In the ensuing discussion, a lot of other topics came up, including, of course, the perennial question of textbooks (Andy pointed out that while, e.g., basically everyone teaches topology from Munkres, everyone basically hates every logic textbook to some degree and they continue to proliferate). Andy also stressed the importance of logic courses for philosophy departments as their highest enrolment classes and hence a crucial part in the administrative justification of the existence of philosophy programs at many schools (and the threat to it would/will pose if logic instructions moves online). This reminded me of a study I've read, possible an Australian education MA thesis from 10 years ago or so, that investigated the effect philosophy (or humanities?) courses had on the improvement of critical thinking skills in undergraduates -- and which, IIRC, showed that only formal logic courses actually did.  Please tell me if you know what I'm thinking of, Google is no help! Found it! Claudia Álvarez, "Does philosophy improve critical thinking," MA thesis, University of Melbourne, 2007

This sounds like a very interesting session.

Was there any discussion of "formal methods" courses, as opposed to logic courses? I believe the University of Edinburgh offers a formal methods course. The idea behind such a course, as I understand, is to present some basic formal tools for future use, such as rudiments of probability theory for reading formal epistemology stuff, modal and counterfactual logic, scope distinctions, definite descriptions, the basics of lambda abstraction and conversion, and so on, perhaps with some techniques such as induction. I'm not sure how much logic is presupposed for such a course. One could do that without going into detailed metatheory. How do/should such courses relate to more traditional logic courses?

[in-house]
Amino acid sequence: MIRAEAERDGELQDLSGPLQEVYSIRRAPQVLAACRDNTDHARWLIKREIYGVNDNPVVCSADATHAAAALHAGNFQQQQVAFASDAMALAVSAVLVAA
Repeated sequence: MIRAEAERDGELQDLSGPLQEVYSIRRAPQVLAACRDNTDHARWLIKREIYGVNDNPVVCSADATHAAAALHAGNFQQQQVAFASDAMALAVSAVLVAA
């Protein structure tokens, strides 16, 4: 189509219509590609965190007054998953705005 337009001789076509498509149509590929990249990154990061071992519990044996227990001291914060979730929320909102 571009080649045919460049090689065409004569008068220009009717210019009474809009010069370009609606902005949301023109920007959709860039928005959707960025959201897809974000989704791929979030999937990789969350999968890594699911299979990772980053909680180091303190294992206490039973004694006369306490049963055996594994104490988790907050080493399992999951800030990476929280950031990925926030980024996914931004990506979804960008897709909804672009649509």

The issue about disciplinary needs seems very important. Were there any suggestions for answers to the questions of what majors and non-majors take away from logic courses and what are good ways to teach those things?

We didn't discuss it during the session, which was focussed on a first formal logic course. Personally, I think you do need that before you can talk about counterfactuals. We did talk about using disciplinary examples where the kinds of things you teach in intro logic come up (uantifier alternaton, and obviously valid/invalid inferences).

"This raises the important question: why do we teach intro logic the way we do?"

Mathematical-style logic should be required in philosophy so that on those rare occasions when someone with actual intelligence wanders into the program, there is a chance he will be able to eventually say something solid and meaningful and not just yet more of the waffling drivel which characterizes most modern philosophical research.

Will these presentations be published somewhere I'd be interested in using some of these ideas in my own logic classes, especially Dr. Macbeth's teaching logic using the history of philosophy.

"we use arguments all the time in philosophy and sometimes it comes in handy to know that you have to watch the order of your quantifiers or that affirming the consequent is invalid. But much of what we do in introductory formal logic courses does not get used outside of more advanced formal logic courses."

This is why philosophers need to start putting more of their arguments in standard form. We can argue until we're blue in the fact whether a statement is sound but we can recognize immediately that an argument is invalid. Too often philosophers cover up their ignorance behind obscure language. If they would put their arguments in standard form, then it would be much easier to identify what they're saying. So as to practice what I preach:

1. Standardizing arguments helps clarify an authors intentions.
2. Clarity is better than obscurity.
3. Therefore, authors should standardize their arguments.